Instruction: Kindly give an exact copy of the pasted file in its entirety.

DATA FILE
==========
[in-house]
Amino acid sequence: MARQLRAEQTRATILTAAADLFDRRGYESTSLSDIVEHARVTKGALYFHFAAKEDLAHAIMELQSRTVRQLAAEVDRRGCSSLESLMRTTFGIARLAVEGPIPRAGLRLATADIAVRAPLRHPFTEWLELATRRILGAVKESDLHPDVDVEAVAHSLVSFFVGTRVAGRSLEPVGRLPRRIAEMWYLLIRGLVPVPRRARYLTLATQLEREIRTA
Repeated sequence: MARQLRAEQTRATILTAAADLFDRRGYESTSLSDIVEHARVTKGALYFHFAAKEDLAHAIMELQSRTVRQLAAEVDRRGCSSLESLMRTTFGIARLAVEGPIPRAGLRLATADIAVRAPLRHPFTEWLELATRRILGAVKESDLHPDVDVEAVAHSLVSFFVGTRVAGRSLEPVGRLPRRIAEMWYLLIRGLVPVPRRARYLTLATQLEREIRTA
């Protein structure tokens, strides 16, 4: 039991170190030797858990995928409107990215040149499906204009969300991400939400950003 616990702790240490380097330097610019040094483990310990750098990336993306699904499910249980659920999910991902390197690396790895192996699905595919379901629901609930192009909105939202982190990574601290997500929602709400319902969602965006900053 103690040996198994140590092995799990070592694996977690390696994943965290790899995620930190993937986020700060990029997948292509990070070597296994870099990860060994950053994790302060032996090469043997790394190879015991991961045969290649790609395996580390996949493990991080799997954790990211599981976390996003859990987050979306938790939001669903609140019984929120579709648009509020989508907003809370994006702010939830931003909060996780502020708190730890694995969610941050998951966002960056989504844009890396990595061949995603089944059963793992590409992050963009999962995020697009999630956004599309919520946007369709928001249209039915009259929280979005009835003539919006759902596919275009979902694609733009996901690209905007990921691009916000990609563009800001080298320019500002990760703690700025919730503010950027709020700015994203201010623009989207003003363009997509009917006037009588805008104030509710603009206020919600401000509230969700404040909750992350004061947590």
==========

[in-house]
Amino acid sequence: MARQLRAEQTRATILTAAADLFDRRGYESTSLSDIVEHARVTKGALYFHFAAKEDLAHAIMELQSRTVRQLAAEVDRRGCSSLESLMRTTFGIARLAVEGPIPRAGLRLATADIAVRAPLRHPFTEWLELATRRILGAVKESDLHPDVDVEAVAHSLVSFFVGTRVAGRSLEPVGRLPRRIAEMWYLLIRGLVPVPRRARYLTLATQLEREIRTA
Repeated sequence: MARQLRAEQTRATILTAAADLFDRRGYESTSLSDIVEHARVTKGALYFHFAAKEDLAHAIMELQSRTVRQLAAEVDRRGCSSLESLMRTTFGIARLAVEGPIPRAGLRLATADIAVRAPLRHPFTEWLELATRRILGAVKESDLHPDVDVEAVAHSLVSFFVGTRVAGRSLEPVGRLPRRIAEMWYLLIRGLVPVPRRARYLTLATQLEREIRTA
């Protein structure tokens, strides 16, 4: 039991170190030797858990995928409107990215040149499906204009969300991400939400950003 616990702790240490380097330097610019040094483990310990750098990336993306699904499910249980659920999910991902390197690396790895192996699905595919379901629901609930192009909105939202982190990574601290997500929602709400319902969602965006900053 103690040996198994140590092995799990070592694996977690390696994943965290790899995620930190993937986020700060990029997948292509990070070597296994870099990860060994950053994790302060032996090469043997790394190879015991991961045969290649790609395996580390996949493990991080799997954790990211599981976390996003859990987050979306938790939001669903609140019984929120579709648009509020989508907003809370994006702010939830931003909060996780502020708190730890694995969610941050998951966002960056989504844009890396990595061949995603089944059963793992590409992050963009999962995020697009999630956004599309919520946007369709928001249209039915009259929280979005009835003539919006759902596919275009979902694609733009996901690209905007990921691009916000990609563009800001080298320019500002990760703690700025919730503010950027709020700015994203201010623009989207003003363009997509009917006037009588805008104030509710603009206020919600401000509230969700404040909750992350004061947590």